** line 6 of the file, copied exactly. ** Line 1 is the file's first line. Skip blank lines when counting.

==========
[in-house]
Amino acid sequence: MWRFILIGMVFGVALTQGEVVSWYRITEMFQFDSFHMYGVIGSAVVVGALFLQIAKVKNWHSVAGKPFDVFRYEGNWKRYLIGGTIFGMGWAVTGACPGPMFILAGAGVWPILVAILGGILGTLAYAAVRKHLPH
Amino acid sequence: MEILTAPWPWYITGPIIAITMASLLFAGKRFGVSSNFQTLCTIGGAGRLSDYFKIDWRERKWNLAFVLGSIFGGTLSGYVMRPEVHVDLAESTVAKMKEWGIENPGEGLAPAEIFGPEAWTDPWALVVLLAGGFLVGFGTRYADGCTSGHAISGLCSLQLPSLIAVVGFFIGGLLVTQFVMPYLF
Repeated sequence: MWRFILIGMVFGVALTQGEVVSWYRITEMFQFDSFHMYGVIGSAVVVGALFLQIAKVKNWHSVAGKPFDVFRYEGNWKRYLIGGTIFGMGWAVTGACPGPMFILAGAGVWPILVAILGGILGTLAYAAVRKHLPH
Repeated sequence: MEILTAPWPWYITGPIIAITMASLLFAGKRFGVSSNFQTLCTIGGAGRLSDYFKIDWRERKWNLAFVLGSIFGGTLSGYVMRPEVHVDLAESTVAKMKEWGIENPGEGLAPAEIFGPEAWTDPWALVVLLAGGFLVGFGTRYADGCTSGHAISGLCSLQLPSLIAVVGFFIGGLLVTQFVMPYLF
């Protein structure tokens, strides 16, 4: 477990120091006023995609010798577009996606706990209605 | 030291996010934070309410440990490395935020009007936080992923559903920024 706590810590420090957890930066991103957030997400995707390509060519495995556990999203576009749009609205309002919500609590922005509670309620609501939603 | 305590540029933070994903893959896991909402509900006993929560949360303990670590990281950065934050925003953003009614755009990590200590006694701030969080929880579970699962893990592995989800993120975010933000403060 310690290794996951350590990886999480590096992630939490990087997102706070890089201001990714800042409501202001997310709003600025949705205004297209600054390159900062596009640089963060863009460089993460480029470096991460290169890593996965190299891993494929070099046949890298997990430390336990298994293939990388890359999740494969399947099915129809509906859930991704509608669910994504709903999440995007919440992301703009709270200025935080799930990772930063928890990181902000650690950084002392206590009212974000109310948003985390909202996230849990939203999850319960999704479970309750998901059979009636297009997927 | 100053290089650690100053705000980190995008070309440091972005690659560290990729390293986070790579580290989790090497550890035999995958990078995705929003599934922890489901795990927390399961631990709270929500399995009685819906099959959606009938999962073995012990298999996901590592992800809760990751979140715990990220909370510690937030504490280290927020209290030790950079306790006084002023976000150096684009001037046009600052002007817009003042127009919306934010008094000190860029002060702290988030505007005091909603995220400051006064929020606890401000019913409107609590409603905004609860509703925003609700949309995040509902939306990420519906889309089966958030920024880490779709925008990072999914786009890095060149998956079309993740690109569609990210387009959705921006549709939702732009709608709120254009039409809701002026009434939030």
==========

């Protein structure tokens, strides 16, 4: 477990120091006023995609010798577009996606706990209605 | 030291996010934070309410440990490395935020009007936080992923559903920024 706590810590420090957890930066991103957030997400995707390509060519495995556990999203576009749009609205309002919500609590922005509670309620609501939603 | 305590540029933070994903893959896991909402509900006993929560949360303990670590990281950065934050925003953003009614755009990590200590006694701030969080929880579970699962893990592995989800993120975010933000403060 310690290794996951350590990886999480590096992630939490990087997102706070890089201001990714800042409501202001997310709003600025949705205004297209600054390159900062596009640089963060863009460089993460480029470096991460290169890593996965190299891993494929070099046949890298997990430390336990298994293939990388890359999740494969399947099915129809509906859930991704509608669910994504709903999440995007919440992301703009709270200025935080799930990772930063928890990181902000650690950084002392206590009212974000109310948003985390909202996230849990939203999850319960999704479970309750998901059979009636297009997927 | 100053290089650690100053705000980190995008070309440091972005690659560290990729390293986070790579580290989790090497550890035999995958990078995705929003599934922890489901795990927390399961631990709270929500399995009685819906099959959606009938999962073995012990298999996901590592992800809760990751979140715990990220909370510690937030504490280290927020209290030790950079306790006084002023976000150096684009001037046009600052002007817009003042127009919306934010008094000190860029002060702290988030505007005091909603995220400051006064929020606890401000019913409107609590409603905004609860509703925003609700949309995040509902939306990420519906889309089966958030920024880490779709925008990072999914786009890095060149998956079309993740690109569609990210387009959705921006549709939702732009709608709120254009039409809701002026009434939030």